Meghan Markle’s tax status puts Royal finances in view

Meghan Markle could be bringing more than a touch of Hollywood glamour to her new role as Duchess of Sussex, with reports that the former actress may also be adding to the Royal Family’s tax complications while she remains a US citizen

In order to stay in the UK, where she has set up house with Prince Harry in Kensington Palace, the Duchess has been granted leave to remain, an immigration status which means there is no limit to her time in the country.

Speaking about the duchess obtaining a visa, Kensington Palace said: ‘Ms. Markle has taken full legal advice on her right to remain in the UK and will be fully compliant with all requirements at all times. She will go through the normal visa process.

‘Ms. Markle intends to become a British citizen going through the normal process, which will take a number of years.’

In the meantime, Markle remains a US citizen subject to its tax laws. As Andrew Hubbard, tax consultant with RSM, points out, citizenship does not generally play a part in determining taxing rights, except in the US (and one other country – Eritrea).

‘US tax operates on a citizenship basis and so US citizens are within the US tax system wherever in the world they live and regardless of where their income arises.

‘There are a complex set of reliefs and exemptions which will often mean that no US tax is actually payable but all US citizens are required to complete a US tax return even if they have no US income,’ he pointed out.

Hubbard said: ‘The US has the political clout to enforce its citizenship policy. The Internal Revenue Service (IRS) has agents working throughout the world and many governments have concluded agreements with the US to assist enforcement of the policy.’

US tax guidance notes state ‘you are generally taxed on income available to you, regardless of whether it is in your possession.’

Potentially, that could mean distributions from Prince Harry’s £20m trust fund, could be liable for tax, as it is money which is ‘available’ to his wife. In addition to income from the fund, the Royal couple also receive allowances from the Queen and Prince Charles for their housekeeping and Royal duties.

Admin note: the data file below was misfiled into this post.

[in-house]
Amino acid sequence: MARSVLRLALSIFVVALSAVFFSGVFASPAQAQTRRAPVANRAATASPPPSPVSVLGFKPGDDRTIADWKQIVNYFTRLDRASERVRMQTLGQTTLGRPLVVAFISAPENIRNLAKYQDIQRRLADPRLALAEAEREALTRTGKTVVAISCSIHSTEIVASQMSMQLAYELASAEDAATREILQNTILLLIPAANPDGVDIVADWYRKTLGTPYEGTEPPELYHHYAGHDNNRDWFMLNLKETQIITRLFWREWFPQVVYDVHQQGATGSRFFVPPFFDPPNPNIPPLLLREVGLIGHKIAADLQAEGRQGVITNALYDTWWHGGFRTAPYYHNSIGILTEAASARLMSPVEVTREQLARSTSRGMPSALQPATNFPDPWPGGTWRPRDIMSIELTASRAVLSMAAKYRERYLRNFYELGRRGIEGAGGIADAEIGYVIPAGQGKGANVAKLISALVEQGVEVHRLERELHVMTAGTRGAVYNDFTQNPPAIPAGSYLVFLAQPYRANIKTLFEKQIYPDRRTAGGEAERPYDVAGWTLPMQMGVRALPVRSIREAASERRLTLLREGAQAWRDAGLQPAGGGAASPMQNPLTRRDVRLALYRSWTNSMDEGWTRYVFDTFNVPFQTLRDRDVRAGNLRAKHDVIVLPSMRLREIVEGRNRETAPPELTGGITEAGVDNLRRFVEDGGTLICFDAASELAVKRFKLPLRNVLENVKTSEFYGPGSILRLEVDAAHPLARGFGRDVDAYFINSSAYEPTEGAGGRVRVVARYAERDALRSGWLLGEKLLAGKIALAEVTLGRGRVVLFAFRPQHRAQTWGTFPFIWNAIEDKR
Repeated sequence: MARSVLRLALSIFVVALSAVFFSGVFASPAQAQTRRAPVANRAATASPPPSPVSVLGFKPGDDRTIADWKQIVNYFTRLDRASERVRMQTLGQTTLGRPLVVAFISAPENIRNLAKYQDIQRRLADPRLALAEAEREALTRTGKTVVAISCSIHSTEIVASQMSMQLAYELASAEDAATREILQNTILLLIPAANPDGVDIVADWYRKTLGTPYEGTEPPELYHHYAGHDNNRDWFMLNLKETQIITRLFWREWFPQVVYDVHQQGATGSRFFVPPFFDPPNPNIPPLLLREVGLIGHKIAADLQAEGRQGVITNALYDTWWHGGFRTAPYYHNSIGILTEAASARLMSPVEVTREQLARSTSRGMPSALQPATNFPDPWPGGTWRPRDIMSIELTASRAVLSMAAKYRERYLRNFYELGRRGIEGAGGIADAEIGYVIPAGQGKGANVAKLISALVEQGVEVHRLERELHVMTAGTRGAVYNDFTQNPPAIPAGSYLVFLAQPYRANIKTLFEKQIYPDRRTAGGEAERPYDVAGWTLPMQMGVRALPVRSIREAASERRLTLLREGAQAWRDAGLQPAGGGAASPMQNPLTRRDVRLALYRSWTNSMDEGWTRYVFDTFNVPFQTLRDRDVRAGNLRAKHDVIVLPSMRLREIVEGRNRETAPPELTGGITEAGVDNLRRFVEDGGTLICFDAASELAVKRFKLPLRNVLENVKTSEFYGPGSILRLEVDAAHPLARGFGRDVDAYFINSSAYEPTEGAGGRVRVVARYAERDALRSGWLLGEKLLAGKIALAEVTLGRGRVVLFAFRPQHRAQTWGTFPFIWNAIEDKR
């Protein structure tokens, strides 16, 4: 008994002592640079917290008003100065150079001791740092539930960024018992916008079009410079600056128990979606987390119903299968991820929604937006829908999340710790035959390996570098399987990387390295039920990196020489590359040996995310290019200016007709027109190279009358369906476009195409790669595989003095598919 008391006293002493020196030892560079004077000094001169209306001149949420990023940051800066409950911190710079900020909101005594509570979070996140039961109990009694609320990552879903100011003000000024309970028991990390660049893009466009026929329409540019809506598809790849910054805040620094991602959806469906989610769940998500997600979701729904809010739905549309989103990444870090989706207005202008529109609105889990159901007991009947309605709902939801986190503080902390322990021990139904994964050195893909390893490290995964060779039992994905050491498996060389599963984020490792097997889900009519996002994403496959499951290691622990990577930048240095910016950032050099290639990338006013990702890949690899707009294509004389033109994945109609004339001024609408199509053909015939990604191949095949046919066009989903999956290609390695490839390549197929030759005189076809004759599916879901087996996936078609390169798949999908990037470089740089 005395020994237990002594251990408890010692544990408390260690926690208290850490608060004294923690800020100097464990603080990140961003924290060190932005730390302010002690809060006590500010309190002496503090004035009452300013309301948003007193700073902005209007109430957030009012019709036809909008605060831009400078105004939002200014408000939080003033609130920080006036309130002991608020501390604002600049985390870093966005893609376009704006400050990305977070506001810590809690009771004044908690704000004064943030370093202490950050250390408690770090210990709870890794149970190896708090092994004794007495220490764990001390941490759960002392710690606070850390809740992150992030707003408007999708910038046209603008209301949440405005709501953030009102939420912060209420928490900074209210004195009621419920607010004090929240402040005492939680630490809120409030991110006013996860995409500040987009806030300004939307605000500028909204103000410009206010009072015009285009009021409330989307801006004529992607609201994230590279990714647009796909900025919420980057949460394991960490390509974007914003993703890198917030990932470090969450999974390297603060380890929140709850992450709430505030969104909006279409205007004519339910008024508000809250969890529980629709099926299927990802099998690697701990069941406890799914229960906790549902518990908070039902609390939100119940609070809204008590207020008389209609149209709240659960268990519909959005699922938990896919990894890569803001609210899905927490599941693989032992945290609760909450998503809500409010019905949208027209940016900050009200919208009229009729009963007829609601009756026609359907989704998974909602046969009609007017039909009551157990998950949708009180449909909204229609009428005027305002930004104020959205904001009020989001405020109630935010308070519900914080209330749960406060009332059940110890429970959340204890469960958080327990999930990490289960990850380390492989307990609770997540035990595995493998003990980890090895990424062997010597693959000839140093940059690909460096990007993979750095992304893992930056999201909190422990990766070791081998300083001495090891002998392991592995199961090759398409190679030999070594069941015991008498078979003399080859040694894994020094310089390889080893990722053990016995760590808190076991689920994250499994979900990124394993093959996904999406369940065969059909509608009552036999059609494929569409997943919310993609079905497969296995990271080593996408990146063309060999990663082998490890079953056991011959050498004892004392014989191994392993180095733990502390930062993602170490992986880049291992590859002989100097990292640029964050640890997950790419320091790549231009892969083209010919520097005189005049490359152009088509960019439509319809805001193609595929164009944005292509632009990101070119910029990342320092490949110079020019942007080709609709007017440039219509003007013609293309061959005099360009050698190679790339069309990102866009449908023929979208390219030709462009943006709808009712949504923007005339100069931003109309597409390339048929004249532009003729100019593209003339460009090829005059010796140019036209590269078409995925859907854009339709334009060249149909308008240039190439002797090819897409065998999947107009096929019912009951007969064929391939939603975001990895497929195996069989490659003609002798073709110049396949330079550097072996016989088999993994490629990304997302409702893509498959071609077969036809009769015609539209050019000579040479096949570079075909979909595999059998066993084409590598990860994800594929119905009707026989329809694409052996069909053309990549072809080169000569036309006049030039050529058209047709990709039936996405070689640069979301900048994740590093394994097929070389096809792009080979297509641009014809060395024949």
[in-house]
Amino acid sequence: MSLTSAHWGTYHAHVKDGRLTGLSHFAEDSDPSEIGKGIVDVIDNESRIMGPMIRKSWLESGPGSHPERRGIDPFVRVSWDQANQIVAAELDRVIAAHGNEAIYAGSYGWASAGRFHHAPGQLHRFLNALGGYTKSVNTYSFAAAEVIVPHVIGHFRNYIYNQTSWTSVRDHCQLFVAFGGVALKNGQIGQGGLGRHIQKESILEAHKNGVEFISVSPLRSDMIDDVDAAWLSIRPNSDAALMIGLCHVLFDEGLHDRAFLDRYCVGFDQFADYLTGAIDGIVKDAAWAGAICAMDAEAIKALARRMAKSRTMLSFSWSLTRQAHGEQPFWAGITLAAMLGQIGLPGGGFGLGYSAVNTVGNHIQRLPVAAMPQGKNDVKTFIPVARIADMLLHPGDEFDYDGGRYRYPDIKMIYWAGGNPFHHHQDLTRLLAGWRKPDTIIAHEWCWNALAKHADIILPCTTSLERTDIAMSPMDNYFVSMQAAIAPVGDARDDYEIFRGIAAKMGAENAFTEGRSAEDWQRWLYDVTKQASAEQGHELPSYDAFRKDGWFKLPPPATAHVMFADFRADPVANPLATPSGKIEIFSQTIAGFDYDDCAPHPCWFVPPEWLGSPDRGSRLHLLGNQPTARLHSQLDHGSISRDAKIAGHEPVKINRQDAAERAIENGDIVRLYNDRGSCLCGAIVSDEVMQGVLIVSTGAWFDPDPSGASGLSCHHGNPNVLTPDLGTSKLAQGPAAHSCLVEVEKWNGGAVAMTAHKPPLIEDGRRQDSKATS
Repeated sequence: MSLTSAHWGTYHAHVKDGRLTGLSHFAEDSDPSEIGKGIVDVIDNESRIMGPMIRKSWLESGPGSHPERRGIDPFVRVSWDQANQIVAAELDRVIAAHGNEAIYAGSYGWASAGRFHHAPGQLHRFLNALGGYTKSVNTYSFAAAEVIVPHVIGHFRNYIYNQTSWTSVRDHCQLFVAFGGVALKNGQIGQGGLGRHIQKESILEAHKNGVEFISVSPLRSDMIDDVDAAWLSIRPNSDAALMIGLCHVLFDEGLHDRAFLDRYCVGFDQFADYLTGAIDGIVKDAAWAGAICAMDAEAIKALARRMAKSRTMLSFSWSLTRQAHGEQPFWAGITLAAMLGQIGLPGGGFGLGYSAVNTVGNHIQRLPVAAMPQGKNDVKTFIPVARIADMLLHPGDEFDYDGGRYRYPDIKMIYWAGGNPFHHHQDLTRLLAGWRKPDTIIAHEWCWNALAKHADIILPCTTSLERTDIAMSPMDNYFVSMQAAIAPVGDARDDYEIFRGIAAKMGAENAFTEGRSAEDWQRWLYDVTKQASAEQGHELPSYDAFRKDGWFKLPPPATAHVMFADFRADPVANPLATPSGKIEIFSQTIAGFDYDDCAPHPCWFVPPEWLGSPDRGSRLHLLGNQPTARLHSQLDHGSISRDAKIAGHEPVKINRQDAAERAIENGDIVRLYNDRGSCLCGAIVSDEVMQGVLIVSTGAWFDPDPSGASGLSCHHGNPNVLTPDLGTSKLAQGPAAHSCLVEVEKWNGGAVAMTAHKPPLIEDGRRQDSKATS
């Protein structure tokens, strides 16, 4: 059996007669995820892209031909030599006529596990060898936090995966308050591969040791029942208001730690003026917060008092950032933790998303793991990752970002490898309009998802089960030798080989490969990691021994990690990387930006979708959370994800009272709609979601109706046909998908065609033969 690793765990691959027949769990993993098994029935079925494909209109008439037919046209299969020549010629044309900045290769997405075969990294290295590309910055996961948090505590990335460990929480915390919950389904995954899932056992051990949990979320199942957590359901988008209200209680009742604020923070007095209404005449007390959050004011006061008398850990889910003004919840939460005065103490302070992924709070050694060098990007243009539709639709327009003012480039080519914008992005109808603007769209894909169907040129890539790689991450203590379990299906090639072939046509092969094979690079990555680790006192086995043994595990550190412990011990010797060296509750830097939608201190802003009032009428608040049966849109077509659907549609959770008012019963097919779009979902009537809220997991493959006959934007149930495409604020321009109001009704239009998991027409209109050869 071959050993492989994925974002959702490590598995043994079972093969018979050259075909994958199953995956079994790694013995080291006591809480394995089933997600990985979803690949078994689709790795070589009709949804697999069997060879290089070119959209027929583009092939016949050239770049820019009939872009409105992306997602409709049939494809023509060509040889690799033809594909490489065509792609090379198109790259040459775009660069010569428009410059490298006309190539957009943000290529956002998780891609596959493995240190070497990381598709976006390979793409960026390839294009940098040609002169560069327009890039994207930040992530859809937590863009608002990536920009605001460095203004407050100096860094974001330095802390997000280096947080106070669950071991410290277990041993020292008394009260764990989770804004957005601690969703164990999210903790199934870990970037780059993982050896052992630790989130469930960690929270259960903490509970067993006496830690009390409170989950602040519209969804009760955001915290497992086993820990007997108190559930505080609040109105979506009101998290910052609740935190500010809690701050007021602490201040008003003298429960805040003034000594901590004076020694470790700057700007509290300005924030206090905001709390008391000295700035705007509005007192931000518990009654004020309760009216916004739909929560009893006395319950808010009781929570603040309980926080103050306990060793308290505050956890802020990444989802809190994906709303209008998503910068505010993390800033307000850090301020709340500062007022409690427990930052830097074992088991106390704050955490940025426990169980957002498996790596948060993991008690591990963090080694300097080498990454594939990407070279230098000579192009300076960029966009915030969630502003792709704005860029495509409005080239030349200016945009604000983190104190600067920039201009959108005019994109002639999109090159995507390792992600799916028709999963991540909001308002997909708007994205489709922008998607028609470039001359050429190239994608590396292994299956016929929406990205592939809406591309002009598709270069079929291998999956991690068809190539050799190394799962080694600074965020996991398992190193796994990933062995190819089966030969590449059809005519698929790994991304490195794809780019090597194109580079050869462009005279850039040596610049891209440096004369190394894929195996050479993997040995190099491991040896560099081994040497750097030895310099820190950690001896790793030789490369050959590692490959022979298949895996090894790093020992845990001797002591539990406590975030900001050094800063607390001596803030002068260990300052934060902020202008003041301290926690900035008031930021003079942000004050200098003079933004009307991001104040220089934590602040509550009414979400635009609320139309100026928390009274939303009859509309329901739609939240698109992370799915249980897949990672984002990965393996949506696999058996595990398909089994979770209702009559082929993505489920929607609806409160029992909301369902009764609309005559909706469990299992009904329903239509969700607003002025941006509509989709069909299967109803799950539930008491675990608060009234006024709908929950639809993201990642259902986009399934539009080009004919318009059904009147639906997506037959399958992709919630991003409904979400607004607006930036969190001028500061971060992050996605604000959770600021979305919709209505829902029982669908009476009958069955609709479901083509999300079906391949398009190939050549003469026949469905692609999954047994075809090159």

The US tax system does include a foreign earned income exclusion, which allows US citizens to exclude a certain amount of earnings while living in another country. In 2018 this limit was set at $104,100 (£81,250).

To qualify individuals need to pass one of two tests – either the physical presence requirement, which means spending 330 days of the year in a foreign country, or the bona fide residence test, which is where someone is a resident of a foreign country for a continuous period of time including one tax year.

There is also the foreign housing exclusion, which gives the taxpayer an additional deduction or credit for living expenses abroad, but does not include ‘expenses that are lavish or extravagant under the circumstances’.

If Prince Harry’s assets are in a foreign trust, Markle would have to fill out Form 3520 to disclose the gifts she receives from it. She would also have to report other gifts, such as jewellery, that she receives.

Markle would also be subject to the reporting requirements for Foreign Bank and Financial Accounts for accounts over which she has ownership or signatory authority. That means she would have to report accounts worth more than $10,000. Any foreign institutions that hold Markle's assets would also have to disclose that to the US government under the Foreign Account Tax Compliance Act (FATCA).

In view of the requirements, most financial commentators have suggested Markle is unlikely to combine bank accounts with her husband, which would risk the Royal Family’s financial arrangements being reported to the US tax authorities.

One option for Markle is to renounce US citizenship, a step also followed by MP Boris Johnson who found himself paying taxes on the sale of his London home as he was a US citizen at a time. There is currently a $2,350 fee for doing this.

Markle would also have to face the exit tax if she leaves the US permanently. This would treat all her assets - including stocks, bonds and property - as if they were sold on the day before the expatriation date and would impose levies on them based on their fair market value.

With a baby due in the spring, Markle and her advisors are likely to considering the tax implications carefully as if she retains her citizenship then any child would also potentially have US citizenship and tax responsibilities.

Hubbard noted: ‘But these things do not work in reverse. So if a future US President were to marry a British citizen who was tax resident in the US, HMRC officials could not go knocking at the door of the White House asking questions about family wealth. If they did I suspect that they might be reminded in no uncertain terms about the Boston tea party and the capacity of tax disputes to escalate into something much worse.’

Report by Pat Sweet

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